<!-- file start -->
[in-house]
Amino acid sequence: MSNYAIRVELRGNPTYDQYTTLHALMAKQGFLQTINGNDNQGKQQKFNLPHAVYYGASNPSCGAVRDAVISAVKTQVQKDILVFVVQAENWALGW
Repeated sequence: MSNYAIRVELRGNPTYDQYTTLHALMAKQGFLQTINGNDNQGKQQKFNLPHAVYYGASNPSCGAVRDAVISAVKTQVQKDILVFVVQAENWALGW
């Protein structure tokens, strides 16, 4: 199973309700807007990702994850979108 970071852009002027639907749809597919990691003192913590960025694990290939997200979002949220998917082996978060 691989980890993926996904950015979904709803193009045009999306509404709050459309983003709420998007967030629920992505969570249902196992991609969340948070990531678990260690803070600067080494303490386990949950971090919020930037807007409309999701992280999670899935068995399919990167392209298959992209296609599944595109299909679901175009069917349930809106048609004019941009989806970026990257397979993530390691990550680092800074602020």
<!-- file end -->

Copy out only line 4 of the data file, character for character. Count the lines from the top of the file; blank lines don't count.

């Protein structure tokens, strides 16, 4: 199973309700807007990702994850979108 970071852009002027639907749809597919990691003192913590960025694990290939997200979002949220998917082996978060 691989980890993926996904950015979904709803193009045009999306509404709050459309983003709420998007967030629920992505969570249902196992991609969340948070990531678990260690803070600067080494303490386990949950971090919020930037807007409309999701992280999670899935068995399919990167392209298959992209296609599944595109299909679901175009069917349930809106048609004019941009989806970026990257397979993530390691990550680092800074602020």